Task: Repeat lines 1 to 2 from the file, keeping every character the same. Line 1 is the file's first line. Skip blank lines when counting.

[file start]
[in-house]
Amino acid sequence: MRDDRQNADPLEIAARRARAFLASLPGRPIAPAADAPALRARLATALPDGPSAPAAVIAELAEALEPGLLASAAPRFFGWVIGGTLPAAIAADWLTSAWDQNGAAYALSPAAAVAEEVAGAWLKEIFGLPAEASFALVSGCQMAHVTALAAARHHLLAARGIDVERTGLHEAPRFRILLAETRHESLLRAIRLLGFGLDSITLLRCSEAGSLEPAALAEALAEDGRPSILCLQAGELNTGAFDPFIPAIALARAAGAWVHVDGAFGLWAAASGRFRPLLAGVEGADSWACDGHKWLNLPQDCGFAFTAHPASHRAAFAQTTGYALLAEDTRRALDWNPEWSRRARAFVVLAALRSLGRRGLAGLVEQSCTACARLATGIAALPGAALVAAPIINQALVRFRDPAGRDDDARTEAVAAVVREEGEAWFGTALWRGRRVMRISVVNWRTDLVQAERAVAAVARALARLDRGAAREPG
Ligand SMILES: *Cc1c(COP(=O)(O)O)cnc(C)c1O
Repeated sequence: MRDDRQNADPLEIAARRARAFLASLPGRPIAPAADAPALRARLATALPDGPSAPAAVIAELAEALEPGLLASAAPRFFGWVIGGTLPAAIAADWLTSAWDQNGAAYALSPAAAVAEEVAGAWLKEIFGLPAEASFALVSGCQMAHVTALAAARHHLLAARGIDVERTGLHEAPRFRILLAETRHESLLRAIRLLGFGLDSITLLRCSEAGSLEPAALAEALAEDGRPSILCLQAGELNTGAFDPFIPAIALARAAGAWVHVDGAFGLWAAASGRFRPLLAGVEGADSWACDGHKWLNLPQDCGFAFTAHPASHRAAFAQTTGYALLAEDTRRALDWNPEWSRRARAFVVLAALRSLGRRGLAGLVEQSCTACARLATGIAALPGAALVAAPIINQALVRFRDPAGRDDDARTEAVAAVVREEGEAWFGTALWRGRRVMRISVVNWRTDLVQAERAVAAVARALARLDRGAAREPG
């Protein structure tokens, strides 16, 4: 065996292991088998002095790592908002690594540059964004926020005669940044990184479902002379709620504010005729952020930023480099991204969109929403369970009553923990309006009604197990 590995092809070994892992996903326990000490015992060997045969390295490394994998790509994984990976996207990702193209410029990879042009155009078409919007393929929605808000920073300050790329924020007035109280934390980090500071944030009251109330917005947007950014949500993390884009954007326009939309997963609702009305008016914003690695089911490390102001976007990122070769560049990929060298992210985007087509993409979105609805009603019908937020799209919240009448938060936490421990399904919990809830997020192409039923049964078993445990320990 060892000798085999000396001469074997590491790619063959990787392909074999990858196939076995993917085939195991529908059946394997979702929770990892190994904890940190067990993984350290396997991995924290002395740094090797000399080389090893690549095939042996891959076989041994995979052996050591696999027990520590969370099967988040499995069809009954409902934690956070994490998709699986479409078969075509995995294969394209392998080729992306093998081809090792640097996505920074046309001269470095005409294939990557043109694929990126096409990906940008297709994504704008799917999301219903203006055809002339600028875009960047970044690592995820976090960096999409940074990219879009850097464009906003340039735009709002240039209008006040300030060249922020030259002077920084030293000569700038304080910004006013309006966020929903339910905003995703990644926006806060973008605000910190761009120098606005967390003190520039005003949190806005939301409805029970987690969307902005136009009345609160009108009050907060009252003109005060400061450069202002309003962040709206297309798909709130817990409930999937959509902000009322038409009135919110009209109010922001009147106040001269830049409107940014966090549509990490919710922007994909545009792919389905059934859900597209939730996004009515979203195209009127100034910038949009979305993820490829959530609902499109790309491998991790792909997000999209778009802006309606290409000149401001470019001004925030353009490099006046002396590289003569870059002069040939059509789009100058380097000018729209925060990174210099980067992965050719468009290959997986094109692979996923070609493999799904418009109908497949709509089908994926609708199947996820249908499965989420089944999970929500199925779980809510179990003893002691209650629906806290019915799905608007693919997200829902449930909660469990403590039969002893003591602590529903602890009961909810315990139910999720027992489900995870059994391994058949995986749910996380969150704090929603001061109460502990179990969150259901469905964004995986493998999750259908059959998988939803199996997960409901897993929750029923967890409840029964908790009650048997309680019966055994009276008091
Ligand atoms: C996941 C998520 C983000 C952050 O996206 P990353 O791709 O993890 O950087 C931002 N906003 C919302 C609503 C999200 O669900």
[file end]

[in-house]
Amino acid sequence: MRDDRQNADPLEIAARRARAFLASLPGRPIAPAADAPALRARLATALPDGPSAPAAVIAELAEALEPGLLASAAPRFFGWVIGGTLPAAIAADWLTSAWDQNGAAYALSPAAAVAEEVAGAWLKEIFGLPAEASFALVSGCQMAHVTALAAARHHLLAARGIDVERTGLHEAPRFRILLAETRHESLLRAIRLLGFGLDSITLLRCSEAGSLEPAALAEALAEDGRPSILCLQAGELNTGAFDPFIPAIALARAAGAWVHVDGAFGLWAAASGRFRPLLAGVEGADSWACDGHKWLNLPQDCGFAFTAHPASHRAAFAQTTGYALLAEDTRRALDWNPEWSRRARAFVVLAALRSLGRRGLAGLVEQSCTACARLATGIAALPGAALVAAPIINQALVRFRDPAGRDDDARTEAVAAVVREEGEAWFGTALWRGRRVMRISVVNWRTDLVQAERAVAAVARALARLDRGAAREPG